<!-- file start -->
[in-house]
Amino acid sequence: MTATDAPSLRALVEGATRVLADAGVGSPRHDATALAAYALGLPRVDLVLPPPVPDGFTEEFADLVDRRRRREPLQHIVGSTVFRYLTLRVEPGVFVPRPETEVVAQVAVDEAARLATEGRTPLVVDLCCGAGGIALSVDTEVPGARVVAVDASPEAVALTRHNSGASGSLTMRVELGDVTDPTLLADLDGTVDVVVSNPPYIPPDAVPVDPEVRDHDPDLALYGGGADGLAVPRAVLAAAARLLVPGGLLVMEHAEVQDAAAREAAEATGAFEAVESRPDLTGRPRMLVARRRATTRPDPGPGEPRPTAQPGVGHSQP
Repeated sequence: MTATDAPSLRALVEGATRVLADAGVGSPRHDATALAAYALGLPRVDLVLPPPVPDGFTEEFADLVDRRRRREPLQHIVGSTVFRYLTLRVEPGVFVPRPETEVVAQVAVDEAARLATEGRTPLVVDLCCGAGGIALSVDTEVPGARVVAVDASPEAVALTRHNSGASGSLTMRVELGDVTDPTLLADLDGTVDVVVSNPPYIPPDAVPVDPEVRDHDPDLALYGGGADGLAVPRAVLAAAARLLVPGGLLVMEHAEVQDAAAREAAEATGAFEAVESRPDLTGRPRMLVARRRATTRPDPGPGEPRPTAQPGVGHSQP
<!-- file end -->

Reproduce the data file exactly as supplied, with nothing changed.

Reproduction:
[in-house]
Amino acid sequence: MTATDAPSLRALVEGATRVLADAGVGSPRHDATALAAYALGLPRVDLVLPPPVPDGFTEEFADLVDRRRRREPLQHIVGSTVFRYLTLRVEPGVFVPRPETEVVAQVAVDEAARLATEGRTPLVVDLCCGAGGIALSVDTEVPGARVVAVDASPEAVALTRHNSGASGSLTMRVELGDVTDPTLLADLDGTVDVVVSNPPYIPPDAVPVDPEVRDHDPDLALYGGGADGLAVPRAVLAAAARLLVPGGLLVMEHAEVQDAAAREAAEATGAFEAVESRPDLTGRPRMLVARRRATTRPDPGPGEPRPTAQPGVGHSQP
Repeated sequence: MTATDAPSLRALVEGATRVLADAGVGSPRHDATALAAYALGLPRVDLVLPPPVPDGFTEEFADLVDRRRRREPLQHIVGSTVFRYLTLRVEPGVFVPRPETEVVAQVAVDEAARLATEGRTPLVVDLCCGAGGIALSVDTEVPGARVVAVDASPEAVALTRHNSGASGSLTMRVELGDVTDPTLLADLDGTVDVVVSNPPYIPPDAVPVDPEVRDHDPDLALYGGGADGLAVPRAVLAAAARLLVPGGLLVMEHAEVQDAAAREAAEATGAFEAVESRPDLTGRPRMLVARRRATTRPDPGPGEPRPTAQPGVGHSQP